Keir Starmer QC, awarded honorary doctorate by east London university

PUBLISHED: 17:32 19 November 2013 | UPDATED: 17:32 19 November 2013

Keir Starmer QC and Leroy Logan MBE who were awarded honorary doctorates

Keir Starmer QC and Leroy Logan MBE who were awarded honorary doctorates


The former Director of Public Prosecutions, Keir Starmer QC, was awarded an Honorary Doctorate by the University of East London in a ceremony held at the O2 Arena recently.

Mr Starmer, a leading human rights barrister, was joined by Leroy Logan MBE, the founder member and past Chair of both the National and London Black Police Associations.

Keir Starmer spoke about the need for social mobility and how it is important for students from BME and non-traditional academic backgrounds to enter into the legal profession.

He said: “For my part, there were no lawyers in my family. My father was a toolmaker and my mother a nurse and I was lucky enough to be appointed a QC and later DPP. Thus, I have a great affinity with the ethos and values of UEL, the emphasis on community, diversity and that transition through to social mobility to give people opportunities.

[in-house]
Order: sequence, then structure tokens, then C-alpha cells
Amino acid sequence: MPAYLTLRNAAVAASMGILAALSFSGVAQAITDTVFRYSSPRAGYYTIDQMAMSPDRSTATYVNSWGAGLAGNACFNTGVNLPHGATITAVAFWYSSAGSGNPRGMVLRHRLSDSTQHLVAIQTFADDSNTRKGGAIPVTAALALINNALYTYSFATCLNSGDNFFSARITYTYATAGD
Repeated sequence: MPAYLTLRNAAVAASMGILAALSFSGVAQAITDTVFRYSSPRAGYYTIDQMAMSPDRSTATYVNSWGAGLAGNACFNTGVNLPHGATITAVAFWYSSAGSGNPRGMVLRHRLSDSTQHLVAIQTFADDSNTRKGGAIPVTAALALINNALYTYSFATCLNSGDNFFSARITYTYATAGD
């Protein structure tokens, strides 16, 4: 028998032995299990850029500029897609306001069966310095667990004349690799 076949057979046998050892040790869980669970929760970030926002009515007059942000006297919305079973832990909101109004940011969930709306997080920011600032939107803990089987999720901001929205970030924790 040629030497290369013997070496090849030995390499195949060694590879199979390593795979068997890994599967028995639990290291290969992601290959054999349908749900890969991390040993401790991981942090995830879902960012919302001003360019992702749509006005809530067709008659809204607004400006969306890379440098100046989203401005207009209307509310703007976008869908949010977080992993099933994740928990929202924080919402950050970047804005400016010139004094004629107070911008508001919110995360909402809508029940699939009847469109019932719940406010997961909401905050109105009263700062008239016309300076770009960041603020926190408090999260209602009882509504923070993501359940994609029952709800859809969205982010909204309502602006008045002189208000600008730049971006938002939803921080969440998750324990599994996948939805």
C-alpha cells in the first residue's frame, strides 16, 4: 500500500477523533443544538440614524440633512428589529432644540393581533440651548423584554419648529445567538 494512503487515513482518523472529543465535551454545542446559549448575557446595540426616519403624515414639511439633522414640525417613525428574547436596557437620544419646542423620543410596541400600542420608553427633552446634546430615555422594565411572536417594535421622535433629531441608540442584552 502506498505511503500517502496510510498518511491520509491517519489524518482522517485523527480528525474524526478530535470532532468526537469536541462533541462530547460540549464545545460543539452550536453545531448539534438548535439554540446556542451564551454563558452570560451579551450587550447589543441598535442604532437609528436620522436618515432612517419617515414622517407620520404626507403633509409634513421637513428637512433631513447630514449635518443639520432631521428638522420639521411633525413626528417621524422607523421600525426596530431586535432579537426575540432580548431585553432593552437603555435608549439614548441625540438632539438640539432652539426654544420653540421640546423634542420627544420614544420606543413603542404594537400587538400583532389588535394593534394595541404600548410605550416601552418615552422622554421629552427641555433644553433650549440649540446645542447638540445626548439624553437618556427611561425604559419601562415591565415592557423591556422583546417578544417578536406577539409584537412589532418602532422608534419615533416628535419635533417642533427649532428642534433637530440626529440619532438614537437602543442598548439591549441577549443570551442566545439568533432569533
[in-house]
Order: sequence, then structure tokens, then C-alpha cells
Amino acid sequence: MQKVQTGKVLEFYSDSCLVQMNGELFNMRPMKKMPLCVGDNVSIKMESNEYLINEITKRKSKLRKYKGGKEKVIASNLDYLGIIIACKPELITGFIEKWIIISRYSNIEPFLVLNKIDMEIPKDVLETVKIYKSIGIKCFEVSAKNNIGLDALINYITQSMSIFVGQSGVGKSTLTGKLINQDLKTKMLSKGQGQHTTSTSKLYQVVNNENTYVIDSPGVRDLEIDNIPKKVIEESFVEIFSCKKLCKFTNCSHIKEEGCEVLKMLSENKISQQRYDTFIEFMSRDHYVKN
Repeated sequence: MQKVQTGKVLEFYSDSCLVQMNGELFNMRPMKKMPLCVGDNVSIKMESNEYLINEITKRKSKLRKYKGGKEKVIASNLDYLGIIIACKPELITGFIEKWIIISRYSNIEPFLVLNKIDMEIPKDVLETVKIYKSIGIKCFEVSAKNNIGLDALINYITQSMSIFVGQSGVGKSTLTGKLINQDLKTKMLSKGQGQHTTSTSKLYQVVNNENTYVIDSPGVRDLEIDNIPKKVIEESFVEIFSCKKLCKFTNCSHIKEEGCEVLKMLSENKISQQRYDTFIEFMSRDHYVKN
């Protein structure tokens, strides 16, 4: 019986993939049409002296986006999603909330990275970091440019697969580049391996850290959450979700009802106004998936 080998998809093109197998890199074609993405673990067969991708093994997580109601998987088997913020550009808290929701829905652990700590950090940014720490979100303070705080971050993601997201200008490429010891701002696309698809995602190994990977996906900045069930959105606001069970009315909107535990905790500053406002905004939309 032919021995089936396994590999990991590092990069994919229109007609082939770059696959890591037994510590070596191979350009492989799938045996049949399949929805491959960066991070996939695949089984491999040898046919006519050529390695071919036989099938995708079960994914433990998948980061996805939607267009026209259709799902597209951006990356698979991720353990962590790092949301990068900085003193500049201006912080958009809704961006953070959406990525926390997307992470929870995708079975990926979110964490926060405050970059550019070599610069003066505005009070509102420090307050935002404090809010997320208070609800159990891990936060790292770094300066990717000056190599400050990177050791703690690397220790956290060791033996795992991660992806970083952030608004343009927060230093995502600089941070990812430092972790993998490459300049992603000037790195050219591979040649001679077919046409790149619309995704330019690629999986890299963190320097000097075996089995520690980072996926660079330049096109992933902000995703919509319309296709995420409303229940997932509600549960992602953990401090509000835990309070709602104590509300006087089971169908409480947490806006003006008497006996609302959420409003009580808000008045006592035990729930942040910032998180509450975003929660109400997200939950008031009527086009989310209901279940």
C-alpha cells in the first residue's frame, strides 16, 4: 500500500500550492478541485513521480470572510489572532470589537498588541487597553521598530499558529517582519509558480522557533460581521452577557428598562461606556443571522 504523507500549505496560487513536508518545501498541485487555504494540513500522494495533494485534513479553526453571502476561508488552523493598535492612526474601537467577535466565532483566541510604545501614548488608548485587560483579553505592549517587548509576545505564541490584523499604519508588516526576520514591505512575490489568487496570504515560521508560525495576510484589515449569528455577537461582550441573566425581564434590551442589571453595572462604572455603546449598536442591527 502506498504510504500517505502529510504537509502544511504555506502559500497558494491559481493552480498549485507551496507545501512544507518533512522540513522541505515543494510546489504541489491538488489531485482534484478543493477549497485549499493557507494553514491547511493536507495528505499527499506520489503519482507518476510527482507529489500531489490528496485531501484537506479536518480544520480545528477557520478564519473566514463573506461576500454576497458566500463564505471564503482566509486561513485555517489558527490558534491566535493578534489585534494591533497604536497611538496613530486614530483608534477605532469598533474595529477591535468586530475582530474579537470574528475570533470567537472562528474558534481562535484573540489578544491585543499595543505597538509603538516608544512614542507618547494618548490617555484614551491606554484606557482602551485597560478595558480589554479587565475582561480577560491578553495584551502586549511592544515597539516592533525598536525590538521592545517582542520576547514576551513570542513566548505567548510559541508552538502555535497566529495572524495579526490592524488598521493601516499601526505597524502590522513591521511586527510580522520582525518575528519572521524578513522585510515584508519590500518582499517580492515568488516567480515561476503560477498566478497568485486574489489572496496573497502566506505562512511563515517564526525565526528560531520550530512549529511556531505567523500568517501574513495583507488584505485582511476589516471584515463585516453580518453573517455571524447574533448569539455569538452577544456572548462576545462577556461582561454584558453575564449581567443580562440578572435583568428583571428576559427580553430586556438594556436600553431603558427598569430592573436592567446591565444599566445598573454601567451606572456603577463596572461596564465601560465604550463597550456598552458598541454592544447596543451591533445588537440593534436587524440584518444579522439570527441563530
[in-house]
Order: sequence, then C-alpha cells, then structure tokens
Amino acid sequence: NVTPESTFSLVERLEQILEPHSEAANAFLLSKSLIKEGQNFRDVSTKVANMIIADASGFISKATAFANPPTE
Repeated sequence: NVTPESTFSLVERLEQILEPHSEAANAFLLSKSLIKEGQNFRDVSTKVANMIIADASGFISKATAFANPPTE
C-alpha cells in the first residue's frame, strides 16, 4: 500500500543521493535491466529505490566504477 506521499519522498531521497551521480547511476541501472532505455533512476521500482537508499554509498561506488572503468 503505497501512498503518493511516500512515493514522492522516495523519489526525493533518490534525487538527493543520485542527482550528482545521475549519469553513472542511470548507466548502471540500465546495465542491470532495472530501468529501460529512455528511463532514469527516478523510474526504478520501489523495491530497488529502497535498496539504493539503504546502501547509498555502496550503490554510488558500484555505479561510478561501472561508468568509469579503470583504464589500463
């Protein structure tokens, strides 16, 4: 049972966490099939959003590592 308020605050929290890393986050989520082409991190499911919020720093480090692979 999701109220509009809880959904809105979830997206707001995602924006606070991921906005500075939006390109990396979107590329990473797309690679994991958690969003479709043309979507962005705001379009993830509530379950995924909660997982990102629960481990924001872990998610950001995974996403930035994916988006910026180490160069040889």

“Social mobility is really important across all of our institutions and law is a really good example. There is not enough diversity within the profession and the judges and lawyers within the sector do not truly reflect the society we live in today. It has to change and it is changing. There has been good work done and more needs to be done.

“My advice to law students would be to have confidence in your own ability and even though there is hard work ahead, it will be truly rewarding in the end.”

In an interview before collecting his award, Leroy Logan discussed the recent report from the Equality and Human Rights Commission which states that black, Asian and mixed race people are still more likely to be stopped and searched than their white counterparts.

He said: “I think stop and search if used properly is a very effective tool, but it has got to be intelligence-based. It has to be used in a way that even when you stop people, you are treating them with respect and dignity. When powers are not used in the way they should be, people feel humiliated and undermined.

“Especially young people who I work with on a daily basis, they always say they feel over-policed and underprotected. It’s a question of working in partnership with people who might feel alienated when it comes to those powers.”

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